COURTESY OF TEDx
Aaron Maybin, a former NFL player and current Baltimore elementary school teacher, spoke about the power of community organizing.
Student run organization TEDxJHU hosted nine speakers at its annual spring conference on Saturday, March 10. The speakers included activists, artists and a Hopkins professor.
This year, the conference theme was “Forging the Future.” Junior Ansh Bhammar, one of the curators of the event, described the theme as a reaction to the current political climate.
“Right now we’re in a time of uncertainty in a lot of realms — political, social, academic and professional,” Bhammar said. “We really wanted to use this year’s main event to highlight how we can progress and move forward to solve those issues.”
Speakers drew from personal experiences in their speeches. For example, graduate student George Mwinnyaa spoke about how statistics in public health services can often be misleading.
“After my experience in the national immunization program [in Ghana], I got to learn that public health isn’t always about services. It’s about numbers,” he said.
He noted how despite the increased use of mosquito netting in Africa, the overall number of malaria cases has increased in recent years. He believes that properly fighting malaria requires observing how Africans were using the nets rather than just statistics about how many nets were distributed.
The event also hosted Katerina Jeng and Krystie Mak, co-founders of Slant’d, a publication which seeks to address Asian-American stereotypes. Jeng and Mak discussed how their childhood experiences with discrimination impacted their lives.
“For many Asian Americans, our story was written for us, not by us,” Jeng said.
Jordan Green, an associate professor of Biomedical Engineering (BME) at Hopkins, described how his initial experiences talking to engineers encouraged him to focus on projects that improved people’s lives, rather than profit margins.
As a student, Green talked to an engineer who talked about his work designing toothpaste. The toothpaste was designed to trick users into thinking that their teeth were cleaner than when they used other toothpaste brands.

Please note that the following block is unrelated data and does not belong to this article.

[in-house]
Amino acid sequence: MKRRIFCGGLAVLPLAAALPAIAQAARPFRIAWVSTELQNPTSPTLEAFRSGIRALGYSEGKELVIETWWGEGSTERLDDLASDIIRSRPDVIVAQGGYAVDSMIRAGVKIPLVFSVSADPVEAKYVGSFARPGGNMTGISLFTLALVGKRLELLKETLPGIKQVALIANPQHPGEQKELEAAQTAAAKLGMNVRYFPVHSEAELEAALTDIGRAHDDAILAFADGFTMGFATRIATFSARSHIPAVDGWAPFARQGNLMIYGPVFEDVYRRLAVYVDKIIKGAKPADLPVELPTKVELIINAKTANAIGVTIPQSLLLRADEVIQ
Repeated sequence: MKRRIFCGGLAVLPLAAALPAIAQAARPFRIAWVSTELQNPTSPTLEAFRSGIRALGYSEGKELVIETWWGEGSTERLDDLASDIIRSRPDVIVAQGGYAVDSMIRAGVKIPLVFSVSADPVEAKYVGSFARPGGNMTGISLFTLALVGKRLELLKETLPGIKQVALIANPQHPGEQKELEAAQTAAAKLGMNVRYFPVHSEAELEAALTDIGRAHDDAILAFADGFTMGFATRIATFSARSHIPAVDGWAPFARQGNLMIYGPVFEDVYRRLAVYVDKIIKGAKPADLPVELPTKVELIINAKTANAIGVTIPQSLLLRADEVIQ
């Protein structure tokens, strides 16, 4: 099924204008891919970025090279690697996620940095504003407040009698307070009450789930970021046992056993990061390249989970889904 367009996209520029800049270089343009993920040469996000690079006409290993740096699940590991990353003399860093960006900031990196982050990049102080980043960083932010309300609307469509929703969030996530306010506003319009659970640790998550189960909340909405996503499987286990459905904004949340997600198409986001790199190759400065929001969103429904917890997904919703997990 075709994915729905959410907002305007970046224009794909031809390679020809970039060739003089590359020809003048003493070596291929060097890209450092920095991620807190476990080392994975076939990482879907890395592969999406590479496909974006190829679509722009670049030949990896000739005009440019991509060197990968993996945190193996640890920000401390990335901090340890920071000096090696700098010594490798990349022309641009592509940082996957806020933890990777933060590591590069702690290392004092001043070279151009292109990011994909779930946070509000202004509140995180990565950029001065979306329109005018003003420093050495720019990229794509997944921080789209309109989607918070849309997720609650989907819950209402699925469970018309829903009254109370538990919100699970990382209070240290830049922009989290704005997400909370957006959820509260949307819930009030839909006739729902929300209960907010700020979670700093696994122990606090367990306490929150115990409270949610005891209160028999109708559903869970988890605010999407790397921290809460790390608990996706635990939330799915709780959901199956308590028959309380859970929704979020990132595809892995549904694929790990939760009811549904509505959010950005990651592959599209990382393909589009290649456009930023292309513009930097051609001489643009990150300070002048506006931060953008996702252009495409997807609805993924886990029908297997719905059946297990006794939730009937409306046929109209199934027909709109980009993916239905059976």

Green decided he wanted to use engineering to do more honest work.
“Right then and there, I decided that this is not what I wanted to do with my life,” Green said.
Green’s lab focuses on creating synthetic viruses that can reprogram cells to treat illnesses.
René Vidal, a BME professor at Hopkins, discussed the advances in computer imaging that are currently revolutionizing medicine.
Tori Rose, a freshman BME major, appreciated listening to personal stories from people in her department.
“It’s nice to hear what motivates them to do these amazing things from them,” Rose said.
Other Hopkins affiliates who spoke at the event focused on medicine as well. Dr. Sapna Kudchadkar, a pediatric intensivist and anesthesiologist, spoke about the changes in pediatric intensive care units (ICU’s) that she has worked to introduce to Hopkins Hospital.
Her research suggests that activity and deep sleep aid children in their recovery after a hospital stay.
“Clearly the expectation of recovery was different than the reality,” Kudchadkar said. “For decades, we have had recovery systems that prioritize staff convenience in lieu of patient sleep.”
Another speaker, Aaron Maybin, agreed that art could be a powerful tool for societal change.
Maybin is a former NFL athlete turned community organizer and art teacher. He hopes to provide his elementary school students with proper heating, as well as other necessities.
“Change has never been the direct result of any march, it has never been the result of any retweet and it has never been the direct result of anybody sharing anything. But it has come from organizing,” he said.
When the Baltimore heating crisis hit in January, Maybin tweeted a 45-second video in which he talks to elementary school students and asks them about their day. In response, the kids say “cold.” The video went viral.
For Rose, hearing from Maybin in person brought the Baltimore space heater problem closer to home.
“I’d heard about the space heater issue, but I never knew what his work did in the viral video he made,” she said.
The final speaker, Schuyler Bailar, spoke about his life as an openly transgender division 1 athlete. He highlighted the supportive responses from his parents and grandparents — particularly his grandmother’s — to coming out.
“I’m here because of every single person who chose to share their common humanity with me and give me strength. I am here because of every single person who has told me that they love me,” Bailar said.
He told the audience what he told his grandmother when he came out.
“I’m just me, just trying to be happy, and I want you to understand and I love you dearly,” he said.
In an email to The News-Letter, TEDxJHU Communications Director Ruchit Patel, explained that TEDxJHU tries to select speakers from Hopkins, the Baltimore community, the U.S. and abroad.
“Our team works to have discussions on who to send invitations to, and we work to build a lineup with topics that can spark ideas and conversations,” Patel wrote.